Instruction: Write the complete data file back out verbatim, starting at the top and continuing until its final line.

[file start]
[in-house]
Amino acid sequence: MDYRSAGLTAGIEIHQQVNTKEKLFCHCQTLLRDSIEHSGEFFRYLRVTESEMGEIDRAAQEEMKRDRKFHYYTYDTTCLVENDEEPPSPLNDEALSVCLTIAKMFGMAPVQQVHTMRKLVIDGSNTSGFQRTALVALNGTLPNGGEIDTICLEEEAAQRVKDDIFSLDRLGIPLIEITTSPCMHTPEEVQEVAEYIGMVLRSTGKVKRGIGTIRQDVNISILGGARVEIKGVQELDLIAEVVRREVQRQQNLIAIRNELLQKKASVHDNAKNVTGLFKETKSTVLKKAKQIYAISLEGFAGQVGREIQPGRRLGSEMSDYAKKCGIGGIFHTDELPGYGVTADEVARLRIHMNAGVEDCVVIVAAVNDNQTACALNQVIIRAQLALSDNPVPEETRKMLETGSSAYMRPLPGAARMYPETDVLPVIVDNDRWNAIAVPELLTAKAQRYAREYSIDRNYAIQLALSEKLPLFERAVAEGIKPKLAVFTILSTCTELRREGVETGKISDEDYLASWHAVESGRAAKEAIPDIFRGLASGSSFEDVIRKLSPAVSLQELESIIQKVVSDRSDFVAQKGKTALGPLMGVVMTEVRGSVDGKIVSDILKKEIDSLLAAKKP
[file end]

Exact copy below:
[in-house]
Amino acid sequence: MDYRSAGLTAGIEIHQQVNTKEKLFCHCQTLLRDSIEHSGEFFRYLRVTESEMGEIDRAAQEEMKRDRKFHYYTYDTTCLVENDEEPPSPLNDEALSVCLTIAKMFGMAPVQQVHTMRKLVIDGSNTSGFQRTALVALNGTLPNGGEIDTICLEEEAAQRVKDDIFSLDRLGIPLIEITTSPCMHTPEEVQEVAEYIGMVLRSTGKVKRGIGTIRQDVNISILGGARVEIKGVQELDLIAEVVRREVQRQQNLIAIRNELLQKKASVHDNAKNVTGLFKETKSTVLKKAKQIYAISLEGFAGQVGREIQPGRRLGSEMSDYAKKCGIGGIFHTDELPGYGVTADEVARLRIHMNAGVEDCVVIVAAVNDNQTACALNQVIIRAQLALSDNPVPEETRKMLETGSSAYMRPLPGAARMYPETDVLPVIVDNDRWNAIAVPELLTAKAQRYAREYSIDRNYAIQLALSEKLPLFERAVAEGIKPKLAVFTILSTCTELRREGVETGKISDEDYLASWHAVESGRAAKEAIPDIFRGLASGSSFEDVIRKLSPAVSLQELESIIQKVVSDRSDFVAQKGKTALGPLMGVVMTEVRGSVDGKIVSDILKKEIDSLLAAKKP